Jaywalking a menace on Outer Ring Road

City Safety

Road barriers, more skywalks are the solution

Jaywalking, or illegal crossing of roads, is a huge problem on Outer Ring Road (ORR) in Bengaluru. Pedestrians cross the road dangerously, putting in danger their lives and those of people travelling on the road.

Jaywalking is common on ORR, especially near the Hebbal and Nagawara junctions.

“Often people are seen crossing the road where vehicles move at a high speed, risking their lives. BBMP needs to put barriers between the roads to discourage people from crossing the road illegally,” Raju Zacharia, a resident of Kammanahalli who often travels on ORR, informed The Observer.

Vibhav Pamidi, who works for an IT firm near Nagawara, said that “lack of adequate skywalks is one of the reasons why people cross the roads illegally when fast-moving vehicles are passing”.

Abhinandan Dixit, an IT professional who commutes on ORR, agrees with Pamidi. “When I was travelling on ORR, a person tried illegally crossing the road and escaped being hit by my car. I feel they should put barriers on roads to discourage people from jaywalking,” he said.

According to a report by the Footpath Initiative, an organization that seeks to spread public awareness on pedestrian safety, 44 % of those who died on Bengaluru’s roads were pedestrians.

Jaywalkers are booked under Section 92(G) of the Karnataka Police Act which imposes a penalty for “causing obstruction on any foot-way, or drives, rides or leaves any animal or drives, drags or pushes any vehicle thereupon’’.

Asked what Bengaluru traffic police are doing to prevent jaywalking, assistant sub-inspector M.S. Prakash said they have a ‘Traffic Training and Road Safety Initiative’ where they educate citizens on road safety norms. This includes educating them on drunken driving, speeding for vehicle users as well as illegal crossing of roads for pedestrians.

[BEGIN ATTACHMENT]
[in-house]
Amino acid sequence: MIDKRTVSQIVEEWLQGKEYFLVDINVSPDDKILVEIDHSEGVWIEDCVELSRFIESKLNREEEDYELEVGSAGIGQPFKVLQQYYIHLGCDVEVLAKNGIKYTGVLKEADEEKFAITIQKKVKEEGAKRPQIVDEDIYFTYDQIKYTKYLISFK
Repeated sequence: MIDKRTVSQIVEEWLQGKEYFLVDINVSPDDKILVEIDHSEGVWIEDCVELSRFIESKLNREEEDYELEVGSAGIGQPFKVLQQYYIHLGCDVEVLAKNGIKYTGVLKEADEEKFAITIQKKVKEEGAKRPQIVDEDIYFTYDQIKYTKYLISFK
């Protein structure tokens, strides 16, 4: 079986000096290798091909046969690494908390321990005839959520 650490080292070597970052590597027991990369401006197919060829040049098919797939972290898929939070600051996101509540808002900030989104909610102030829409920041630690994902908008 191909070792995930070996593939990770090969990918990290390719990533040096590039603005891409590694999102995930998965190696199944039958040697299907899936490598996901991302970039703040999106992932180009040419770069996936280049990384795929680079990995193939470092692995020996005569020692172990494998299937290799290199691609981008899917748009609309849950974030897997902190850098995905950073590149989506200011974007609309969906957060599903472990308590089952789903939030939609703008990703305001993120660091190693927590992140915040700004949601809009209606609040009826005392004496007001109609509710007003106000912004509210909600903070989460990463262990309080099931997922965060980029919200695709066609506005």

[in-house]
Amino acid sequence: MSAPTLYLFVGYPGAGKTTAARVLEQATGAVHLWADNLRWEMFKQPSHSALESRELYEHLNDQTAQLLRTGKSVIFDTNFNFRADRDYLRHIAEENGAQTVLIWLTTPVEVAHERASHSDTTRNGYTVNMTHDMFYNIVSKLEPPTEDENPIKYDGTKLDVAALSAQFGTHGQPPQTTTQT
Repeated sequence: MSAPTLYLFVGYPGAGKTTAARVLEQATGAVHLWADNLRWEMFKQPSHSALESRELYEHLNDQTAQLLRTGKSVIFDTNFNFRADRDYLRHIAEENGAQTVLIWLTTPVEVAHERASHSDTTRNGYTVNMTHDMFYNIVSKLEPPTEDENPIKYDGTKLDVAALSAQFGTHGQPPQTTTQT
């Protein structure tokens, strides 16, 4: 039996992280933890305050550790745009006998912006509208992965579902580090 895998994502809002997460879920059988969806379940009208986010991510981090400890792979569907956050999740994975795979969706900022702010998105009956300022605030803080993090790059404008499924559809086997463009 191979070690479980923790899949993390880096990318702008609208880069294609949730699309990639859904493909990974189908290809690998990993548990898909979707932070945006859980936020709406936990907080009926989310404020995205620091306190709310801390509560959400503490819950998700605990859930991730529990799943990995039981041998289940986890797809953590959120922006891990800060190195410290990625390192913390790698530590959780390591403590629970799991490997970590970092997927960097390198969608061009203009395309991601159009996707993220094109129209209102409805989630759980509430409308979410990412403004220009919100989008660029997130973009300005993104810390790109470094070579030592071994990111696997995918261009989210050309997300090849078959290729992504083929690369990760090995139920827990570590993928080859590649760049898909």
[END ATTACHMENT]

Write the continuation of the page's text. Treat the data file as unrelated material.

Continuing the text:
“We also use social media to reach out to citizens. Ichangemycity is a platform for citizens to report any traffic violations they see around them. Citizens are encouraged to upload photographs documenting the traffic violations. Action is taken on the same,” Prakash added.

A BBMP assistant executive engineer who did not wish to be named admitted that there are not enough skywalks on ORR, but said BBMP is working towards increasing their number. Barriers are being put on roads to prevent people from crossing carelessly.

M.N. Sreehari, an adviser to the Karnataka government on traffic, transportation and infrastructure, believes the problem is due to the absence of user-friendly skywalks on ORR. The construction of these skywalks is assigned to contractors who are more interested in getting back money through advertisements. “That’s why they construct these skywalks at places where advertisements are more likely to be seen than at points where the pedestrians are easily and conveniently able to access them.”

“Skywalks ought to be made more accessible to senior citizens, disabled and injured by providing elevators,” Sreehari said. BBMP should install barriers on median and at the edge of pavements to discourage pedestrians from crossing illegally. Traffic lights and zebra crossings have not been effective in dense and congested roads of Bengaluru.

“The time for crossing at traffic junctions is only 10 seconds, and that is difficult for senior citizens,” Sreehari noted.



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